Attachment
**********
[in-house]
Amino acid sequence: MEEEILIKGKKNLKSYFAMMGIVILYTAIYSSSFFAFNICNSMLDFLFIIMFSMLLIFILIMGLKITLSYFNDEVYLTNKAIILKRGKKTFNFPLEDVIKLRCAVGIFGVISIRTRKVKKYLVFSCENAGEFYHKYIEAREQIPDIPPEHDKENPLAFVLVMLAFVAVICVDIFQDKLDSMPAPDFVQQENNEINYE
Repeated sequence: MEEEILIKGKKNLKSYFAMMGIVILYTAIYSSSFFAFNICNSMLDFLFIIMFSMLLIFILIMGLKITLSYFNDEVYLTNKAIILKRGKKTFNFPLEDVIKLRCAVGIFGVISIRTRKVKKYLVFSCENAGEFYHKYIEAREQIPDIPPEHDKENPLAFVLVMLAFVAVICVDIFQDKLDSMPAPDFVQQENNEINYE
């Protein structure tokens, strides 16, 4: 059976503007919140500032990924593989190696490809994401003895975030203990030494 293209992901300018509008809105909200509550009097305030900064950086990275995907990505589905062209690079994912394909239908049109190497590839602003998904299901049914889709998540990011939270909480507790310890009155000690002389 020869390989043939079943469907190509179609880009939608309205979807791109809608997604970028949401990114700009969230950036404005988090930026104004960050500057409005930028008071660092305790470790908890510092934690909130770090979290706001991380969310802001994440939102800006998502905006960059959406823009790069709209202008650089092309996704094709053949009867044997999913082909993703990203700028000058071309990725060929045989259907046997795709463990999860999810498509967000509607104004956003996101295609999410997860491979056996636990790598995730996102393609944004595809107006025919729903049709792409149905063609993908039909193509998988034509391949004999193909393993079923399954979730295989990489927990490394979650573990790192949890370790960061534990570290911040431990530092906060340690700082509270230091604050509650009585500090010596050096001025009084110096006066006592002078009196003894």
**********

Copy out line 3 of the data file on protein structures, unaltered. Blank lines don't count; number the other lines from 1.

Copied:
Repeated sequence: MEEEILIKGKKNLKSYFAMMGIVILYTAIYSSSFFAFNICNSMLDFLFIIMFSMLLIFILIMGLKITLSYFNDEVYLTNKAIILKRGKKTFNFPLEDVIKLRCAVGIFGVISIRTRKVKKYLVFSCENAGEFYHKYIEAREQIPDIPPEHDKENPLAFVLVMLAFVAVICVDIFQDKLDSMPAPDFVQQENNEINYE